- Invest in high quality chocolate. My favorite brands are Ghirardelli and Guittard.
- Don't crowd your baking sheet, arrange the cookie dough balls at least 2 inches apart as they will spread a bit as they bake.
- Use a light-colored baking sheet, a dark colored baking sheet will absorb too much heat and burn the bottoms of your cookies.
- Do not over bake these cookies or they will turn out crunchy and dry.
Make ahead instructions
To make the dough up to a week in advance:
1. Make the cookie dough
2. Cover the bowl with plastic wrap
3. Refrigerate the dough and portion out when ready to use
To freeze your cookie dough for up to 6 months:
1. Portion your dough out using a cookie scoop
2. Freeze your cookies in a single layer on a small baking sheet
3. Once fully frozen, transfer cookie dough balls into zip lock back
4. Cookies should last in your freezer for up to 1 month
5. Bake frozen cookie dough at 375 F for 15 to 18 minutes
Your butter was probably too warm which caused your sugars to melt. Try letting your butter cool completely before mixing it with the rest of your ingredients or chilling your cookie dough before portioning them out.
Long fermentation allows the yeast in sourdough discard predigest the starches and sugars in flour, unlocking nutrients that makes these cookies easier to digest. To long ferment these cookies, simply make the cookie dough, cover the bowl with plastic wrap and refrigerate it for up to a week.
Other sourdough cookie recipes you may like
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Sourdough Discard Oatmeal Cookie Recipe
- large cookie scoop 3 tablespoon scoop
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- 100 g walnuts, optional
- 100 g semisweet chocolate chips
Click US Customary to view volume measurements
- Prep: Preheat oven to 375 F/190 C. Line 2 baking sheets with parchment paper.
- Brown butter: Melt butter in a small saucepan over medium-high heat, swirl pan occasionally to loosen the milk solids from the bottom of the pan. Remove from heat when the milk solids are golden brown and the butter has a nutty aroma, about 1 to 3 minutes. Bloom ground cinnamon in warm butter.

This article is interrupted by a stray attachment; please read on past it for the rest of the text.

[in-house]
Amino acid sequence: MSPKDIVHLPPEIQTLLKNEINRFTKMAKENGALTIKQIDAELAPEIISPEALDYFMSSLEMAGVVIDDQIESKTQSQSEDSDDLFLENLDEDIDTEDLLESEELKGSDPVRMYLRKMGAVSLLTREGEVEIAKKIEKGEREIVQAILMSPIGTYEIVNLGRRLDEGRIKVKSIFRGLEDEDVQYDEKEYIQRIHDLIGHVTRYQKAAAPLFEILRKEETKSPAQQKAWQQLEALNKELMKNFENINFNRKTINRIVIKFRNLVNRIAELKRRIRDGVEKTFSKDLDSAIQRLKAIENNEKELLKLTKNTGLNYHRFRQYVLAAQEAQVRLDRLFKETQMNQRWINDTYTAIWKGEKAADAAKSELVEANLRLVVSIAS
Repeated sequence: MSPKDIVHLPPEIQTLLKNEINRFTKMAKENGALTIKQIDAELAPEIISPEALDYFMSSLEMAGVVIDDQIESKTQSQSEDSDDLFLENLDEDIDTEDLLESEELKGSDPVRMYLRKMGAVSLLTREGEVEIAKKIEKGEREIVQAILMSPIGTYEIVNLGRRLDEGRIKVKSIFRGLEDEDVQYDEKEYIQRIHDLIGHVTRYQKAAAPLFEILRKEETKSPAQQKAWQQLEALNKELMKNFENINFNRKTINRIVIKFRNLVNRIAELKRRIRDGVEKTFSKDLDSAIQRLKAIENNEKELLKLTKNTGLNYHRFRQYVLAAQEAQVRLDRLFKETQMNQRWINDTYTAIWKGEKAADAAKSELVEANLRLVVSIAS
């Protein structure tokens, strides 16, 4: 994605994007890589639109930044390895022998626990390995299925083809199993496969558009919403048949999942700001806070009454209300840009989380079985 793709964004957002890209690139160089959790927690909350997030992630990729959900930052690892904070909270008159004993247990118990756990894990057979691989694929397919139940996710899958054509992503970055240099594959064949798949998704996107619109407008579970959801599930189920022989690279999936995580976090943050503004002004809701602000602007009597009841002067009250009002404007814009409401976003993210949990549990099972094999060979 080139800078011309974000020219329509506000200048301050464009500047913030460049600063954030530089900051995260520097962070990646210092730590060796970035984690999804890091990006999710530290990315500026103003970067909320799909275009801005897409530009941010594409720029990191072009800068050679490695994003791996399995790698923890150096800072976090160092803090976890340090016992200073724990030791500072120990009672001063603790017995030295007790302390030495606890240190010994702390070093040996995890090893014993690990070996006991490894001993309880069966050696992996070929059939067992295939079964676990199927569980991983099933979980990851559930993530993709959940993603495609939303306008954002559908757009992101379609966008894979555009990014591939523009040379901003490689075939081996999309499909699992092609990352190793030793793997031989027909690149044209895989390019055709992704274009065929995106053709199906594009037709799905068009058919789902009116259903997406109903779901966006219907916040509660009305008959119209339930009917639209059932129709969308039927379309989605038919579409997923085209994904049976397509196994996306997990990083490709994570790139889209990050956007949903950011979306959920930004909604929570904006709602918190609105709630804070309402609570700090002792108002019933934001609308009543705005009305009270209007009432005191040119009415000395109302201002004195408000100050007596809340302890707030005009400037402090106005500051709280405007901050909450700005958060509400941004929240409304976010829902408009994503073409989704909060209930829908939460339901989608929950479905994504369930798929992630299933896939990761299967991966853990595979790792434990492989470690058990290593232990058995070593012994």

- Make the cookie dough: Whisk flour, salt, and baking soda together in a mixing bowl until no lumps remain. Add brown sugar, granulated sugar, and oil to browned butter and whisk until combined. Stir in sourdough discard, egg, egg yolk, vanilla until the mixture is smooth. Using a wooden spoon or spatula, stir in flour mixture until fully combined, about 1 minute.
- Add mix-ins: Stir in oats, and mix-ins and stir until evenly distributed (your mixture will be thick and stiff).
- Shape: Use a large cookie scoop (about 3 tablespoons) to portion out your cookie dough. Arrange cookie dough balls 2 inches apart on prepared sheets, 10 dough balls per sheet. Use your fingers to flatten each one slightly before baking. Bake, 1 sheet at a time, and refrigerate the other cookie sheet as the cookies bake.
- Bake: Bake until cookie edges are slightly browned and crisp with centers soft but not wet, 10 to 12 minutes. Let the cookies cool on the baking sheet for 5 minutes before moving to a cooling rack, the cookies will appear slightly wet on top.
- Enjoy and store: These cookies are better after they have cooled slightly and the interior has set. Store any leftovers in an airtight container for up to 4 days.
These recipes were developed and tested using grams for precise measurements. To increase your chances of success, I recommend investing in a kitchen scale. I've included rough volume estimates (in tablespoons and cups), but they might not be totally accurate.
Remember all ovens are unique, these recipes were tested in my oven which runs cooler than others. You might need to lower the temperature if your bake appears to be browning too quickly. Monitor your bake closely and make adjustments if needed.
- To prevent your cookies from spreading, let melted butter cool to room temperature before folding in the sugars and chill cookie dough for at least 30 minutes before baking
- It’s best to err on the side of under-baking these cookies or they will turn out hard and crispy instead of soft and chewy
- Let the cookies cool on the baking sheet for 5 minutes before transferring them to a cooling rack. The cookies should appear slightly wet on top when you pull them out of the oven.
- To make the cookie dough in advance, portion out the cookie dough and freeze in a single layer. Once completely frozen, store the cookie dough portions in a ziplock bag.